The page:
FOR THE RECORD:
Alan Livingston obituary: The obituary of music industry executive Alan W. Livingston in Saturday's Section A referred to the song "Que Sera, Sera." The song originally was titled "Que Sera, Sera (Whatever Will Be, Will Be)," but the Doris Day hit for which Livingston's songwriter brother Jay won an Oscar was titled "Whatever Will Be, Will Be (Que Sera, Sera)." —
Livingston died of age-related causes at his home in Beverly Hills, said his step-daughter, Jennifer Lerner.
"Alan had a great passion and love of music, and he was a great friend to the artist community," said Neil Portnow, president and CEO of the National Academy of Recording Arts & Sciences.
"He had great taste and judgment, as far as musical talent, and as an executive, he was always very mentoring, very supportive," said Portnow, who as president of 20th Century Fox Records in the late '70s reported to Livingston when he was a senior executive at 20th Century Fox Corp.
Livingston was best-known for his years as president of Capitol Records during the 1960s, when he signed artists such as the Beach Boys, Steve Miller and the Band.
His most famous signing, however, took longer than might be expected.
Livingston first heard about the Beatles in 1963 when he read about the group in the English music press.
The Beatles' records were being released in the United Kingdom by EMI. And because EMI was Capitol's major stockholder, Capitol had the right of first refusal on the Beatles in America. But Capitol rejected the Beatles' early hit singles as unsuitable for the American market.
At a meeting with Capitol's producers, Livingston asked Dave Dexter, who screened all of the English records, what he thought of the Beatles.
"He said, 'Alan, forget it,' " Livingston recalled in a 2004 Billboard interview. " 'They're a bunch of long-haired kids. They're nothing.' I said, 'OK,' and I had no reason to be concerned, because nothing from England was selling here."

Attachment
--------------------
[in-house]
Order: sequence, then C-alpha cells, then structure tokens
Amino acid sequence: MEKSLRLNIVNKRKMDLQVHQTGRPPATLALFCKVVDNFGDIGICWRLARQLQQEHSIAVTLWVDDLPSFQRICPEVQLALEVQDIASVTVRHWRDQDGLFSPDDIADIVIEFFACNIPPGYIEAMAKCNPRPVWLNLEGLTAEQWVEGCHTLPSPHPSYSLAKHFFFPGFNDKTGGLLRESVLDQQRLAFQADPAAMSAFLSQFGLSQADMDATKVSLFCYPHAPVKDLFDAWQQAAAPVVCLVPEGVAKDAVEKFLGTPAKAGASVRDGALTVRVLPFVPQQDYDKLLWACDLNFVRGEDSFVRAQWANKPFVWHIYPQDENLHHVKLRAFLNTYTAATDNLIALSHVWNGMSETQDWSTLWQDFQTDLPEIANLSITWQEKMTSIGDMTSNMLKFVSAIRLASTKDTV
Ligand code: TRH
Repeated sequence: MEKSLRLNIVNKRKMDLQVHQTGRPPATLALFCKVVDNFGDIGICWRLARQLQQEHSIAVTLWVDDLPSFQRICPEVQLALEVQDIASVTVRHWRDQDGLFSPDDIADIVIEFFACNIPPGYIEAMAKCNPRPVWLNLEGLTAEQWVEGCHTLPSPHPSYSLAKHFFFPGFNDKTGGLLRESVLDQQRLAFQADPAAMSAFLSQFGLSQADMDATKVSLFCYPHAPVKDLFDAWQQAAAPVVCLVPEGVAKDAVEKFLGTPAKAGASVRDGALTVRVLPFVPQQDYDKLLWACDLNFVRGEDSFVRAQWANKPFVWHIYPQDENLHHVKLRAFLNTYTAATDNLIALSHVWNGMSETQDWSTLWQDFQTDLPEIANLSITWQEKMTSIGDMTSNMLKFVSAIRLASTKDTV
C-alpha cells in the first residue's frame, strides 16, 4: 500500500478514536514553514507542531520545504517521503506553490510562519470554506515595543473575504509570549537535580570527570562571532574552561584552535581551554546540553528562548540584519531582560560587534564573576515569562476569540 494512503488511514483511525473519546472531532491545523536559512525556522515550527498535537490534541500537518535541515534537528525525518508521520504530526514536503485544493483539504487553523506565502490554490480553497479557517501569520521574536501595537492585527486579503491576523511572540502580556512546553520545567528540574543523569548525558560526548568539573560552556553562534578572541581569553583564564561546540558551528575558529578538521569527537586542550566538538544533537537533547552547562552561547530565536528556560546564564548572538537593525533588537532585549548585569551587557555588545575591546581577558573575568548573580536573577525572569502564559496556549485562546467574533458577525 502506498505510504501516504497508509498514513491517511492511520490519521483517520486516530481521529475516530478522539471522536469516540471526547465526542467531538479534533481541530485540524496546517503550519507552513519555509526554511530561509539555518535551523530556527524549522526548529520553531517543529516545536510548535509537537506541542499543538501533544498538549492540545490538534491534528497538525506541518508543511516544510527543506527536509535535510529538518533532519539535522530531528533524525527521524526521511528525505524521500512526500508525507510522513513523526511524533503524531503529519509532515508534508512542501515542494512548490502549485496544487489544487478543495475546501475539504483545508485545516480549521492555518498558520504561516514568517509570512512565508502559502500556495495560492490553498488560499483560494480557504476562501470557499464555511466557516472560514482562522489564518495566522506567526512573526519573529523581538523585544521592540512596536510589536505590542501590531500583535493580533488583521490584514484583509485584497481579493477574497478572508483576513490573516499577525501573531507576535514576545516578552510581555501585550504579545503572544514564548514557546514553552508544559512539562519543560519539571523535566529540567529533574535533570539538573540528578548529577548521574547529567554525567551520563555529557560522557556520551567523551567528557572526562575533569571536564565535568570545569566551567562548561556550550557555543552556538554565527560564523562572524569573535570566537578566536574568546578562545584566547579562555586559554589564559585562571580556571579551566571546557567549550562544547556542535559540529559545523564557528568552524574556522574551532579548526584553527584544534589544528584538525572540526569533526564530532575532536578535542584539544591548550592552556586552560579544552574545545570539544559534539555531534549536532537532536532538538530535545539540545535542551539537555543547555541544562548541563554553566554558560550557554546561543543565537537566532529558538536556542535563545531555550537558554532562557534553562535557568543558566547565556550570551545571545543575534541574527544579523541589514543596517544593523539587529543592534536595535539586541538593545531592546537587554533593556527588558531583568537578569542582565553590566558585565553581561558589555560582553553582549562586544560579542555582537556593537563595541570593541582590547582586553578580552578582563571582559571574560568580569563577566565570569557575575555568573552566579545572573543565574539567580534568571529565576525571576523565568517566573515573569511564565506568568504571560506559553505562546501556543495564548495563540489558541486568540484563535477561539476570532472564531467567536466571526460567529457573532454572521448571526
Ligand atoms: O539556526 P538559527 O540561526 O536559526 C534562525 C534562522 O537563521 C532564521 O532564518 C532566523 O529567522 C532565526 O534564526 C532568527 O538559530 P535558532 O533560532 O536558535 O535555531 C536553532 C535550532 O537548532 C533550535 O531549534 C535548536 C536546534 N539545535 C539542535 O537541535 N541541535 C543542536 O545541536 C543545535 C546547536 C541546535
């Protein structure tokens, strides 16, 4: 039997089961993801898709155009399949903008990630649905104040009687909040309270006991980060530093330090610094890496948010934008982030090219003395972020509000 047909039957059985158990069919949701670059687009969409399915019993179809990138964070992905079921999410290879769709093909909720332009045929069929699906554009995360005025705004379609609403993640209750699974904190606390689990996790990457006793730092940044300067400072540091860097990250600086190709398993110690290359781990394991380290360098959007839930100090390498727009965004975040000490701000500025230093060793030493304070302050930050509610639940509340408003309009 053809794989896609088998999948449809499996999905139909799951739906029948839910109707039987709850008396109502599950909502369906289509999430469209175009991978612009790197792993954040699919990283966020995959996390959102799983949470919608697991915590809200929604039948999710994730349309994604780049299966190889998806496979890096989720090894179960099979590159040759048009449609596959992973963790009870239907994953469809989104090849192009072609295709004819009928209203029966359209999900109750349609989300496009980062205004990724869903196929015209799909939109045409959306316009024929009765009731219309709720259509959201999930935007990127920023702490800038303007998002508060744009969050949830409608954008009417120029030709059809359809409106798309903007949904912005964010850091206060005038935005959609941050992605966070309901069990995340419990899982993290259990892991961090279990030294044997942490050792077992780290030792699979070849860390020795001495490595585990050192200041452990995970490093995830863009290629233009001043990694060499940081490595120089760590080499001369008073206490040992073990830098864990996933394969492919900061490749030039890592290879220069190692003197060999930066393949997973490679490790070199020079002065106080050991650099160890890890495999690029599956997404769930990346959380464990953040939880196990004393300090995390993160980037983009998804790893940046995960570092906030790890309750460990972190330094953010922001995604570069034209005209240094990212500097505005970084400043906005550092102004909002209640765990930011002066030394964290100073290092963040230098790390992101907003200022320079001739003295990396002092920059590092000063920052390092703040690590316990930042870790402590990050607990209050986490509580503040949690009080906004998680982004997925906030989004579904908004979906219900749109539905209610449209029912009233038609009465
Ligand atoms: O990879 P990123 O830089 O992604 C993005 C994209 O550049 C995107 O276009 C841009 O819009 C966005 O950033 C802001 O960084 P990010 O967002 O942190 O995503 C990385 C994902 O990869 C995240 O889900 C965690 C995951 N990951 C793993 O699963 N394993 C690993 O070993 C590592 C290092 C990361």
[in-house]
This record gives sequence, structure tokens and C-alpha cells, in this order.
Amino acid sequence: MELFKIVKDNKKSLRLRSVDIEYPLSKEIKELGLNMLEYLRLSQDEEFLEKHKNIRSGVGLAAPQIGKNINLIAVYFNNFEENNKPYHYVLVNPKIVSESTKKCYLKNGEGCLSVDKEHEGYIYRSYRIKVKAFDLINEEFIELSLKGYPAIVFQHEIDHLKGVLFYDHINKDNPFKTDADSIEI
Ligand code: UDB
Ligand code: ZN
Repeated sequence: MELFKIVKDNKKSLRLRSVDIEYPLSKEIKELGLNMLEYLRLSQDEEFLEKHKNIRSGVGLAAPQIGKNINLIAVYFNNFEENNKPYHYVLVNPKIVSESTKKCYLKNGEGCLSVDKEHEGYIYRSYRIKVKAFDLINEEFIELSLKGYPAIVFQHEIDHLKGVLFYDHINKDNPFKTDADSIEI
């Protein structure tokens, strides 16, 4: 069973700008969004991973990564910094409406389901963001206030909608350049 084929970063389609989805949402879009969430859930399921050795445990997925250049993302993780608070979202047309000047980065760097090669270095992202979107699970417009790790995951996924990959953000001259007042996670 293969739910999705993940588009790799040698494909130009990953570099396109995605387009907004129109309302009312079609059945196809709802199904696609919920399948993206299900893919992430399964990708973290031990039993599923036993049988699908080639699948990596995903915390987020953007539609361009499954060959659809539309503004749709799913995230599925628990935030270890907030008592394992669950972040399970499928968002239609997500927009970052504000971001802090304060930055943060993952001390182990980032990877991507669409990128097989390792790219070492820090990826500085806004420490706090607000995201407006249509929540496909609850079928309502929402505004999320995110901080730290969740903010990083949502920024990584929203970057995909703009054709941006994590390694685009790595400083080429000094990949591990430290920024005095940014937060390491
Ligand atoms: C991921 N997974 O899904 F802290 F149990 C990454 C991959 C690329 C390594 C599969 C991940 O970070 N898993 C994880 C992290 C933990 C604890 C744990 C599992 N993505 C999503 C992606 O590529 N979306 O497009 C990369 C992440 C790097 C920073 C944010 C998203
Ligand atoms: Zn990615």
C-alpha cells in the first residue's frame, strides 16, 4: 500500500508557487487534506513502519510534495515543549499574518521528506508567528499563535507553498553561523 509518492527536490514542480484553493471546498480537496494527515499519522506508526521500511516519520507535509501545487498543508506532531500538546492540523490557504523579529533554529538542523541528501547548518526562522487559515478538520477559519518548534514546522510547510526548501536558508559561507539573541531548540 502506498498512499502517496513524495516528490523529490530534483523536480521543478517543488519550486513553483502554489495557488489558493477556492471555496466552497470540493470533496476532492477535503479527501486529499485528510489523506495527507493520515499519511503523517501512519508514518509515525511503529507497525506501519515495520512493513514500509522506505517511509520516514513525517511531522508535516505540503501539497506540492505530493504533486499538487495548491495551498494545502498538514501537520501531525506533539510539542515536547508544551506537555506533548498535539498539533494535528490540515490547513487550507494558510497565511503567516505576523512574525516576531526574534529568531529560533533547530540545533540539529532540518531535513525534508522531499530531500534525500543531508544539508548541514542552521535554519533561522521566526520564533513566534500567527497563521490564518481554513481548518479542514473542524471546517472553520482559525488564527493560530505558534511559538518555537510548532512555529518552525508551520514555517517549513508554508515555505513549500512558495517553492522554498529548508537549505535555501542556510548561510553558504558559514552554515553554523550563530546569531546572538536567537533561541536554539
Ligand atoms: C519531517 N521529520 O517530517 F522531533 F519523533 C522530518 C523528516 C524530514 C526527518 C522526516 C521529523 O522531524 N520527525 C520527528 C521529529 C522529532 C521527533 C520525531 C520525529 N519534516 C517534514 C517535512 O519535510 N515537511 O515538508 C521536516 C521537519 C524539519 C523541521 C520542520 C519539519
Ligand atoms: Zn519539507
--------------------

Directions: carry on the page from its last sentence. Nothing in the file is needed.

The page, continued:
Livingston finally received a call from the Beatles' manager, Brian Epstein, from London wanting to know why there was no interest in the group. When Livingston said he hadn't even heard the Beatles sing, Epstein told him to listen to one of their records and call him back.
Livingston did, and the Beatles signed with Capitol, which agreed on a $40,000 budget to promote their first single.
Livingston later recalled taking the Beatles' new single home to play for his wife, actress Nancy Olson.
"I had great respect for her because she had a good ear," he recalled in the 2004 interview. "She looked at me and said, 'I want to hold your hand? Are you kidding?' I said, 'God, I made a mistake!' "
In February 1964, the Beatles made their first appearance on "The Ed Sullivan Show," and Beatlemania in America was in full swing.
The youngest of three children, Livingston was born in McDonald, Pa., on Oct. 15, 1917.
While growing up, he took saxophone and clarinet lessons, and his brother, Jay, studied piano. Jay later teamed with fellow songwriter Ray Evans, and they shared Oscars for writing "Buttons and Bows," "Mona Lisa" and "Que Sera, Sera." Jay Livingston died in 2001.